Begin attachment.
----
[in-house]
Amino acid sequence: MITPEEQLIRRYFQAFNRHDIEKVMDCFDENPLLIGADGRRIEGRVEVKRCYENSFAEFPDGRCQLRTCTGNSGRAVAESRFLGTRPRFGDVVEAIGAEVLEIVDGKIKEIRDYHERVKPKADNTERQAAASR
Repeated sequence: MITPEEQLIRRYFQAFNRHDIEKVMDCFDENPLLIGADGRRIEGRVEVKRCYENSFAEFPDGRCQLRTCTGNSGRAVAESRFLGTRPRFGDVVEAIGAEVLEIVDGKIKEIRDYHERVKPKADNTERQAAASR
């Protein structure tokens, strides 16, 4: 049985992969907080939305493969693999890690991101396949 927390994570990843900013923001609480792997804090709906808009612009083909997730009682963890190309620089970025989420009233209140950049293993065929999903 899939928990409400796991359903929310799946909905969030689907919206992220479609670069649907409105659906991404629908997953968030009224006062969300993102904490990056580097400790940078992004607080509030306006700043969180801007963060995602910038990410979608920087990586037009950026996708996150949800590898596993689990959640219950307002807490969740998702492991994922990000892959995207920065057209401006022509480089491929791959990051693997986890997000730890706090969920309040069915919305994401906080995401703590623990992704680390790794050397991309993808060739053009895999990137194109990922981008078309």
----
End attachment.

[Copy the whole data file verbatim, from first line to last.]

[in-house]
Amino acid sequence: MITPEEQLIRRYFQAFNRHDIEKVMDCFDENPLLIGADGRRIEGRVEVKRCYENSFAEFPDGRCQLRTCTGNSGRAVAESRFLGTRPRFGDVVEAIGAEVLEIVDGKIKEIRDYHERVKPKADNTERQAAASR
Repeated sequence: MITPEEQLIRRYFQAFNRHDIEKVMDCFDENPLLIGADGRRIEGRVEVKRCYENSFAEFPDGRCQLRTCTGNSGRAVAESRFLGTRPRFGDVVEAIGAEVLEIVDGKIKEIRDYHERVKPKADNTERQAAASR
């Protein structure tokens, strides 16, 4: 049985992969907080939305493969693999890690991101396949 927390994570990843900013923001609480792997804090709906808009612009083909997730009682963890190309620089970025989420009233209140950049293993065929999903 899939928990409400796991359903929310799946909905969030689907919206992220479609670069649907409105659906991404629908997953968030009224006062969300993102904490990056580097400790940078992004607080509030306006700043969180801007963060995602910038990410979608920087990586037009950026996708996150949800590898596993689990959640219950307002807490969740998702492991994922990000892959995207920065057209401006022509480089491929791959990051693997986890997000730890706090969920309040069915919305994401906080995401703590623990992704680390790794050397991309993808060739053009895999990137194109990922981008078309």